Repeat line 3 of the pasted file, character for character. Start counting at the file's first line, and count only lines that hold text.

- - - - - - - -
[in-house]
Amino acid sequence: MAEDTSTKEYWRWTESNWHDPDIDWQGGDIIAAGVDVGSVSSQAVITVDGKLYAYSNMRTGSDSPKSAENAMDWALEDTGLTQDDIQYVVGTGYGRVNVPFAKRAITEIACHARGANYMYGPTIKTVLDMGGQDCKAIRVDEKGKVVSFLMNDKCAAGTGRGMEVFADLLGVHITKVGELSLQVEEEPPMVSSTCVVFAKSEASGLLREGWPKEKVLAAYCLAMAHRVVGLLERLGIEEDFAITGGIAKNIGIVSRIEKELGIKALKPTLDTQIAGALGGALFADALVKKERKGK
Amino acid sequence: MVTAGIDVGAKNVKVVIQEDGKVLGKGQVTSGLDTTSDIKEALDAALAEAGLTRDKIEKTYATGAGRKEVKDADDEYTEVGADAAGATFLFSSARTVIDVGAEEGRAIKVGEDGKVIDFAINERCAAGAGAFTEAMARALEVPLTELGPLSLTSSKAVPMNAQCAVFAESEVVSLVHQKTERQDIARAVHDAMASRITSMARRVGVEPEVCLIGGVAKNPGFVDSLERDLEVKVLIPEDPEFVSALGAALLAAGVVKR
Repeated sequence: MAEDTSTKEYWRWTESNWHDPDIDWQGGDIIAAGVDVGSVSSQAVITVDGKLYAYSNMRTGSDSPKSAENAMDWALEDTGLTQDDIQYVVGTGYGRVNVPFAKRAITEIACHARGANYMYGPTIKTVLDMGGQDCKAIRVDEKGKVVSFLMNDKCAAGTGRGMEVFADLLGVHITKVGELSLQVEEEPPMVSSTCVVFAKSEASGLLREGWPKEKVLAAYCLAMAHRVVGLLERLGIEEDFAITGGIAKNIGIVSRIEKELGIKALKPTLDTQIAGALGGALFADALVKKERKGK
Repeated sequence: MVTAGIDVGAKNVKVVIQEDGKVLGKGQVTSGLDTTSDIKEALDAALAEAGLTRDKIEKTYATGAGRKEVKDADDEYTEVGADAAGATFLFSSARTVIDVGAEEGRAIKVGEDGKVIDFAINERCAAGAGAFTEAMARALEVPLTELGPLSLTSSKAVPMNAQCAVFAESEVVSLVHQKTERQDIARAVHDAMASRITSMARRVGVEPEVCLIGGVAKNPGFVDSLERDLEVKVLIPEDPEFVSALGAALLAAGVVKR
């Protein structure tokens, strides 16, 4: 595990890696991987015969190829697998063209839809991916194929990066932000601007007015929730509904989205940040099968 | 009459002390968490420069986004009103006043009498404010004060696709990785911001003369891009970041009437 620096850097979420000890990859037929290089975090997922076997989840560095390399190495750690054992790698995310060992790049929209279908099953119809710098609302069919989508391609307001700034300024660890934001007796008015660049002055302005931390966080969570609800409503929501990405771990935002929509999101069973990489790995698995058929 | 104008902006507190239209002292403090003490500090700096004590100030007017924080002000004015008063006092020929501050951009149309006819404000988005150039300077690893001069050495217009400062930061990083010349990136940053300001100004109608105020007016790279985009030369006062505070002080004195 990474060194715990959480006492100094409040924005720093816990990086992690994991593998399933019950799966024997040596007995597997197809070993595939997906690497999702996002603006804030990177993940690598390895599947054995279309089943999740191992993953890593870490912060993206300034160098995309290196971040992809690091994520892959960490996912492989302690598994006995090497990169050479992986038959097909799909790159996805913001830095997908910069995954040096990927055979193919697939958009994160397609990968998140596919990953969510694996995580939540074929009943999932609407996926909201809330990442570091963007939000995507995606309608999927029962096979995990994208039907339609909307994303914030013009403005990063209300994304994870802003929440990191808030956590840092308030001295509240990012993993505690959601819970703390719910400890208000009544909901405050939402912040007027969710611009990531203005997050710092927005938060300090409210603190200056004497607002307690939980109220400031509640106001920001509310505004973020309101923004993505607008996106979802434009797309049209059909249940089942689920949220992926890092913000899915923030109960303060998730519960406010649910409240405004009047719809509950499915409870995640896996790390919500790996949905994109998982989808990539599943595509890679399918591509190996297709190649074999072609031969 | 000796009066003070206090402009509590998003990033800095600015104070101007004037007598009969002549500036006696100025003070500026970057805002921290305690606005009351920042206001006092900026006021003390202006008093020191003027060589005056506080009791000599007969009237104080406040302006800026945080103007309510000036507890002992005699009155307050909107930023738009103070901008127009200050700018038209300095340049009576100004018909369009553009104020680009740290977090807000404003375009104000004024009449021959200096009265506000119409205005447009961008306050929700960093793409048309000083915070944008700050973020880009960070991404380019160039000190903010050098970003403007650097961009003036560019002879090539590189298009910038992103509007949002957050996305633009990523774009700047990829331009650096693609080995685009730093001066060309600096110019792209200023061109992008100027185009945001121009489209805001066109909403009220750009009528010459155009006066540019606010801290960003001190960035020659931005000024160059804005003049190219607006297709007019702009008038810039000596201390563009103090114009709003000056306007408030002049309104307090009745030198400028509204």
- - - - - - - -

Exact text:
Amino acid sequence: MVTAGIDVGAKNVKVVIQEDGKVLGKGQVTSGLDTTSDIKEALDAALAEAGLTRDKIEKTYATGAGRKEVKDADDEYTEVGADAAGATFLFSSARTVIDVGAEEGRAIKVGEDGKVIDFAINERCAAGAGAFTEAMARALEVPLTELGPLSLTSSKAVPMNAQCAVFAESEVVSLVHQKTERQDIARAVHDAMASRITSMARRVGVEPEVCLIGGVAKNPGFVDSLERDLEVKVLIPEDPEFVSALGAALLAAGVVKR